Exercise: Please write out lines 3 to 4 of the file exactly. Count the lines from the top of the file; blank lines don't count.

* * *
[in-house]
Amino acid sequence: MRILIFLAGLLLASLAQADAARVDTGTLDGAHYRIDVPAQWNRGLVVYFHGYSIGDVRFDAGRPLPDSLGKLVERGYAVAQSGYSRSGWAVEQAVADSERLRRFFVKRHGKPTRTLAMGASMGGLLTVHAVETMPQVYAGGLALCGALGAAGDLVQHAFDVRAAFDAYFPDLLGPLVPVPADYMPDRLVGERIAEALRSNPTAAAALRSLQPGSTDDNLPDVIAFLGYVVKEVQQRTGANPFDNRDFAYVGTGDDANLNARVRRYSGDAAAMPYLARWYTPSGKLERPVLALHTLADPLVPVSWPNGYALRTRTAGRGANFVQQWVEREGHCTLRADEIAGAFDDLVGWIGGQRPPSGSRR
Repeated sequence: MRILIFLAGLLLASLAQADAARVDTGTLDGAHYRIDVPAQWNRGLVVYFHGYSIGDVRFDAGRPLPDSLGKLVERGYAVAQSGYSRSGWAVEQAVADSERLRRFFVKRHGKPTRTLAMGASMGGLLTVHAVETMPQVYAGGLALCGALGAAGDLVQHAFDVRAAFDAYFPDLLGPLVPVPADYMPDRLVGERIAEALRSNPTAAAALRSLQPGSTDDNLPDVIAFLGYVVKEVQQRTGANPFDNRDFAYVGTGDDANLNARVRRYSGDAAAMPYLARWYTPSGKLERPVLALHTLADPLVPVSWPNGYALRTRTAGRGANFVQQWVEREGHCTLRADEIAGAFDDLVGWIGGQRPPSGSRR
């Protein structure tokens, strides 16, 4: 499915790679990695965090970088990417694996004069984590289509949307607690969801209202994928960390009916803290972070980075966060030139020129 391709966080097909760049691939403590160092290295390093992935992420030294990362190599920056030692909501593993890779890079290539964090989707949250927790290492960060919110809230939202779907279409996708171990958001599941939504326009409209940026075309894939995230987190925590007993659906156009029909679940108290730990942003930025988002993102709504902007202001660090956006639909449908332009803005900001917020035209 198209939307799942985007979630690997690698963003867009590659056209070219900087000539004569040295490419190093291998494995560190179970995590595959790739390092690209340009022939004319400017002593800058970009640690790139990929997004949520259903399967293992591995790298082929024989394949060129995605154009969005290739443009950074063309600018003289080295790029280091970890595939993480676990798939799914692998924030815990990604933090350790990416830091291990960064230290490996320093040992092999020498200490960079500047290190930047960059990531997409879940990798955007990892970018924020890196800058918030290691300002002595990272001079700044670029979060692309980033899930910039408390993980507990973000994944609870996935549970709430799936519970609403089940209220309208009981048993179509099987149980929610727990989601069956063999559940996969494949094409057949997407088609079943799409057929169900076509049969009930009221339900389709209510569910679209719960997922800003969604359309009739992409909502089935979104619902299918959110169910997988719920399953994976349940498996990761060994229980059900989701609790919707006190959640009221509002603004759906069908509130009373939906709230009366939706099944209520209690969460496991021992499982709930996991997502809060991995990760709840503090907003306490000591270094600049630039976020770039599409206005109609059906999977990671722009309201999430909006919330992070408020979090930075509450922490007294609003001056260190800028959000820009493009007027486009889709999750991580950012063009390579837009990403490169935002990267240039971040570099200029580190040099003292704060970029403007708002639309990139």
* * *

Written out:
Repeated sequence: MRILIFLAGLLLASLAQADAARVDTGTLDGAHYRIDVPAQWNRGLVVYFHGYSIGDVRFDAGRPLPDSLGKLVERGYAVAQSGYSRSGWAVEQAVADSERLRRFFVKRHGKPTRTLAMGASMGGLLTVHAVETMPQVYAGGLALCGALGAAGDLVQHAFDVRAAFDAYFPDLLGPLVPVPADYMPDRLVGERIAEALRSNPTAAAALRSLQPGSTDDNLPDVIAFLGYVVKEVQQRTGANPFDNRDFAYVGTGDDANLNARVRRYSGDAAAMPYLARWYTPSGKLERPVLALHTLADPLVPVSWPNGYALRTRTAGRGANFVQQWVEREGHCTLRADEIAGAFDDLVGWIGGQRPPSGSRR
């Protein structure tokens, strides 16, 4: 499915790679990695965090970088990417694996004069984590289509949307607690969801209202994928960390009916803290972070980075966060030139020129 391709966080097909760049691939403590160092290295390093992935992420030294990362190599920056030692909501593993890779890079290539964090989707949250927790290492960060919110809230939202779907279409996708171990958001599941939504326009409209940026075309894939995230987190925590007993659906156009029909679940108290730990942003930025988002993102709504902007202001660090956006639909449908332009803005900001917020035209 198209939307799942985007979630690997690698963003867009590659056209070219900087000539004569040295490419190093291998494995560190179970995590595959790739390092690209340009022939004319400017002593800058970009640690790139990929997004949520259903399967293992591995790298082929024989394949060129995605154009969005290739443009950074063309600018003289080295790029280091970890595939993480676990798939799914692998924030815990990604933090350790990416830091291990960064230290490996320093040992092999020498200490960079500047290190930047960059990531997409879940990798955007990892970018924020890196800058918030290691300002002595990272001079700044670029979060692309980033899930910039408390993980507990973000994944609870996935549970709430799936519970609403089940209220309208009981048993179509099987149980929610727990989601069956063999559940996969494949094409057949997407088609079943799409057929169900076509049969009930009221339900389709209510569910679209719960997922800003969604359309009739992409909502089935979104619902299918959110169910997988719920399953994976349940498996990761060994229980059900989701609790919707006190959640009221509002603004759906069908509130009373939906709230009366939706099944209520209690969460496991021992499982709930996991997502809060991995990760709840503090907003306490000591270094600049630039976020770039599409206005109609059906999977990671722009309201999430909006919330992070408020979090930075509450922490007294609003001056260190800028959000820009493009007027486009889709999750991580950012063009390579837009990403490169935002990267240039971040570099200029580190040099003292704060970029403007708002639309990139």